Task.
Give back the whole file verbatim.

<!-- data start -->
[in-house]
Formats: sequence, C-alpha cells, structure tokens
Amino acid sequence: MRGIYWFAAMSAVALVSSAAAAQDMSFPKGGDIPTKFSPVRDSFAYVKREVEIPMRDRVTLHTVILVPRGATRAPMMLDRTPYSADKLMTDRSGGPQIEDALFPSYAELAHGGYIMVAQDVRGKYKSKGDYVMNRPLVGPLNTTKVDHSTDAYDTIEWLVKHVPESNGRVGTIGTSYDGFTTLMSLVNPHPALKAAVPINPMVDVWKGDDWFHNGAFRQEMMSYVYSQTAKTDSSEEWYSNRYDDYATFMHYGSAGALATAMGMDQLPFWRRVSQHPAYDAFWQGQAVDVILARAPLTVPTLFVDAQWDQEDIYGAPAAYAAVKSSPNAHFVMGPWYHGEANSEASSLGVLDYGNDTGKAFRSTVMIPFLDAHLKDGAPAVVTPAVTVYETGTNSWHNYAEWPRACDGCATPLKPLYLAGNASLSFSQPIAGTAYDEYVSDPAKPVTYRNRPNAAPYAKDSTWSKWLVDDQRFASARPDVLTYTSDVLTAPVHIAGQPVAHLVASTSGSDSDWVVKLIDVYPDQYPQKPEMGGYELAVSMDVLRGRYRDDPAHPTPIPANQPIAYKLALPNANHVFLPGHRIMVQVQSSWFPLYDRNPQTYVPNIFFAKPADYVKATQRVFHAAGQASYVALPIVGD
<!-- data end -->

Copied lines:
[in-house]
Formats: sequence, C-alpha cells, structure tokens
Amino acid sequence: MRGIYWFAAMSAVALVSSAAAAQDMSFPKGGDIPTKFSPVRDSFAYVKREVEIPMRDRVTLHTVILVPRGATRAPMMLDRTPYSADKLMTDRSGGPQIEDALFPSYAELAHGGYIMVAQDVRGKYKSKGDYVMNRPLVGPLNTTKVDHSTDAYDTIEWLVKHVPESNGRVGTIGTSYDGFTTLMSLVNPHPALKAAVPINPMVDVWKGDDWFHNGAFRQEMMSYVYSQTAKTDSSEEWYSNRYDDYATFMHYGSAGALATAMGMDQLPFWRRVSQHPAYDAFWQGQAVDVILARAPLTVPTLFVDAQWDQEDIYGAPAAYAAVKSSPNAHFVMGPWYHGEANSEASSLGVLDYGNDTGKAFRSTVMIPFLDAHLKDGAPAVVTPAVTVYETGTNSWHNYAEWPRACDGCATPLKPLYLAGNASLSFSQPIAGTAYDEYVSDPAKPVTYRNRPNAAPYAKDSTWSKWLVDDQRFASARPDVLTYTSDVLTAPVHIAGQPVAHLVASTSGSDSDWVVKLIDVYPDQYPQKPEMGGYELAVSMDVLRGRYRDDPAHPTPIPANQPIAYKLALPNANHVFLPGHRIMVQVQSSWFPLYDRNPQTYVPNIFFAKPADYVKATQRVFHAAGQASYVALPIVGD